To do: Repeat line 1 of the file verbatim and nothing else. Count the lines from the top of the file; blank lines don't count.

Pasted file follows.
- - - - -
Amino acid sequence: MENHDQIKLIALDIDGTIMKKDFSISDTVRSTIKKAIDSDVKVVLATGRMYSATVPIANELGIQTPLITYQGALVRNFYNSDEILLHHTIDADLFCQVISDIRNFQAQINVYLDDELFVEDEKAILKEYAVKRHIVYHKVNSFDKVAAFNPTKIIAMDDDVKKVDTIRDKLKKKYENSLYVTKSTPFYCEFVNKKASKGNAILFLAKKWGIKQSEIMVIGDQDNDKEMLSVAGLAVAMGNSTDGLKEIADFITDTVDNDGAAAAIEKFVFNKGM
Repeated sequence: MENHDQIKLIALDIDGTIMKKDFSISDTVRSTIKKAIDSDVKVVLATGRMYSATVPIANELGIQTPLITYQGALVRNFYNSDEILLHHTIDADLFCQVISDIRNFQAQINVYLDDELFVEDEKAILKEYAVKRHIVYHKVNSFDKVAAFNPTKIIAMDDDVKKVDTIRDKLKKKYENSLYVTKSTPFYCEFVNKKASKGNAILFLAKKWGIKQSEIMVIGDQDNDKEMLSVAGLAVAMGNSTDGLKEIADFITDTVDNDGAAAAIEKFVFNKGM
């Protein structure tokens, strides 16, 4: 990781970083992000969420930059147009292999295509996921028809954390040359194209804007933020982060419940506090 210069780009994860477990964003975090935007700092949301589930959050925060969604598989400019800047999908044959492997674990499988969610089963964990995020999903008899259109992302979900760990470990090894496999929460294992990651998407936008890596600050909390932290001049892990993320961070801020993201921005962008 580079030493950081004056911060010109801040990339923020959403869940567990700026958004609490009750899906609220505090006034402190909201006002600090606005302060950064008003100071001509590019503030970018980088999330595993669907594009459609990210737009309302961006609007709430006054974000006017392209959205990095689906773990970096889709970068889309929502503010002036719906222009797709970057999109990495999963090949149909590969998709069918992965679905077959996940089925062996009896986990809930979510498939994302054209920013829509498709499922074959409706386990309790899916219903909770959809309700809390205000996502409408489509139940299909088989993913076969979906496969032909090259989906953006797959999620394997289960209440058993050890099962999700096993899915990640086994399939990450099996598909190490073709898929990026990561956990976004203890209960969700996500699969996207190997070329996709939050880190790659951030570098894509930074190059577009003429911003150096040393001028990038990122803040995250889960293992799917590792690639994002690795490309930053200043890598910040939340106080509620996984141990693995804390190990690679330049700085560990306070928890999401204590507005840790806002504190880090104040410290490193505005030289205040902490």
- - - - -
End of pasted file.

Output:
Amino acid sequence: MENHDQIKLIALDIDGTIMKKDFSISDTVRSTIKKAIDSDVKVVLATGRMYSATVPIANELGIQTPLITYQGALVRNFYNSDEILLHHTIDADLFCQVISDIRNFQAQINVYLDDELFVEDEKAILKEYAVKRHIVYHKVNSFDKVAAFNPTKIIAMDDDVKKVDTIRDKLKKKYENSLYVTKSTPFYCEFVNKKASKGNAILFLAKKWGIKQSEIMVIGDQDNDKEMLSVAGLAVAMGNSTDGLKEIADFITDTVDNDGAAAAIEKFVFNKGM